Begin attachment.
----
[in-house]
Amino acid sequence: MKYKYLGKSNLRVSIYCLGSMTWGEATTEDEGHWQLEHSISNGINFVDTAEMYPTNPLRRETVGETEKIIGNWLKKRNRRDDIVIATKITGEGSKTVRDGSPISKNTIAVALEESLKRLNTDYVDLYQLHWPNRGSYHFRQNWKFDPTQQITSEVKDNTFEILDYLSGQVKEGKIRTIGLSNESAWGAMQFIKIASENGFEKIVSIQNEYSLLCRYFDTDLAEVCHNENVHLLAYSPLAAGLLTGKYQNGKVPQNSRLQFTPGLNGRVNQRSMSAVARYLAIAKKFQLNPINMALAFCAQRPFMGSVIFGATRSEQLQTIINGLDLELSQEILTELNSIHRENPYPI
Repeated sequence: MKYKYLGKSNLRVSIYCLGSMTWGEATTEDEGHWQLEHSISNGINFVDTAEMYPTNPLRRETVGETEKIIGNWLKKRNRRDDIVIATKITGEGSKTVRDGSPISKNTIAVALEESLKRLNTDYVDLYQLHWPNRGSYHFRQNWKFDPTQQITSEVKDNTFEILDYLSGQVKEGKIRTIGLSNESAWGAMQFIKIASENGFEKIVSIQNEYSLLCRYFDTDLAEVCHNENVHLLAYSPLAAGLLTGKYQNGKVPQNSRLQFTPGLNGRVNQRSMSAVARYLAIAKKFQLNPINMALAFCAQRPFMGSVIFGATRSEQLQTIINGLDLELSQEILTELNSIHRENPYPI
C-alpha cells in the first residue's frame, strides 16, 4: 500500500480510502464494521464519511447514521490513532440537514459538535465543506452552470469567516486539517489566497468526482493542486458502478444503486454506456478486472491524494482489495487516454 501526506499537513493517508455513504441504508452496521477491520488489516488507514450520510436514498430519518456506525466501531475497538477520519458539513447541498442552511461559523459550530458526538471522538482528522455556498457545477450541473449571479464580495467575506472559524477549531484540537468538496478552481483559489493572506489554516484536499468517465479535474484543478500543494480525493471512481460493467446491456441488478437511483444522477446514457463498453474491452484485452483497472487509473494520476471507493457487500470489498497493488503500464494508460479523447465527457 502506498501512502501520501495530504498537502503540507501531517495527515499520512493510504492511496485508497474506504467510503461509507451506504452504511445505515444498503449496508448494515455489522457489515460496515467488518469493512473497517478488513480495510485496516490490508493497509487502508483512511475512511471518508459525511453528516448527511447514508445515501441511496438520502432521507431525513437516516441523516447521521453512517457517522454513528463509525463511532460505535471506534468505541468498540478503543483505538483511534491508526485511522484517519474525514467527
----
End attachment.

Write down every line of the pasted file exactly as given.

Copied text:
[in-house]
Amino acid sequence: MKYKYLGKSNLRVSIYCLGSMTWGEATTEDEGHWQLEHSISNGINFVDTAEMYPTNPLRRETVGETEKIIGNWLKKRNRRDDIVIATKITGEGSKTVRDGSPISKNTIAVALEESLKRLNTDYVDLYQLHWPNRGSYHFRQNWKFDPTQQITSEVKDNTFEILDYLSGQVKEGKIRTIGLSNESAWGAMQFIKIASENGFEKIVSIQNEYSLLCRYFDTDLAEVCHNENVHLLAYSPLAAGLLTGKYQNGKVPQNSRLQFTPGLNGRVNQRSMSAVARYLAIAKKFQLNPINMALAFCAQRPFMGSVIFGATRSEQLQTIINGLDLELSQEILTELNSIHRENPYPI
Repeated sequence: MKYKYLGKSNLRVSIYCLGSMTWGEATTEDEGHWQLEHSISNGINFVDTAEMYPTNPLRRETVGETEKIIGNWLKKRNRRDDIVIATKITGEGSKTVRDGSPISKNTIAVALEESLKRLNTDYVDLYQLHWPNRGSYHFRQNWKFDPTQQITSEVKDNTFEILDYLSGQVKEGKIRTIGLSNESAWGAMQFIKIASENGFEKIVSIQNEYSLLCRYFDTDLAEVCHNENVHLLAYSPLAAGLLTGKYQNGKVPQNSRLQFTPGLNGRVNQRSMSAVARYLAIAKKFQLNPINMALAFCAQRPFMGSVIFGATRSEQLQTIINGLDLELSQEILTELNSIHRENPYPI
C-alpha cells in the first residue's frame, strides 16, 4: 500500500480510502464494521464519511447514521490513532440537514459538535465543506452552470469567516486539517489566497468526482493542486458502478444503486454506456478486472491524494482489495487516454 501526506499537513493517508455513504441504508452496521477491520488489516488507514450520510436514498430519518456506525466501531475497538477520519458539513447541498442552511461559523459550530458526538471522538482528522455556498457545477450541473449571479464580495467575506472559524477549531484540537468538496478552481483559489493572506489554516484536499468517465479535474484543478500543494480525493471512481460493467446491456441488478437511483444522477446514457463498453474491452484485452483497472487509473494520476471507493457487500470489498497493488503500464494508460479523447465527457 502506498501512502501520501495530504498537502503540507501531517495527515499520512493510504492511496485508497474506504467510503461509507451506504452504511445505515444498503449496508448494515455489522457489515460496515467488518469493512473497517478488513480495510485496516490490508493497509487502508483512511475512511471518508459525511453528516448527511447514508445515501441511496438520502432521507431525513437516516441523516447521521453512517457517522454513528463509525463511532460505535471506534468505541468498540478503543483505538483511534491508526485511522484517519474525514467527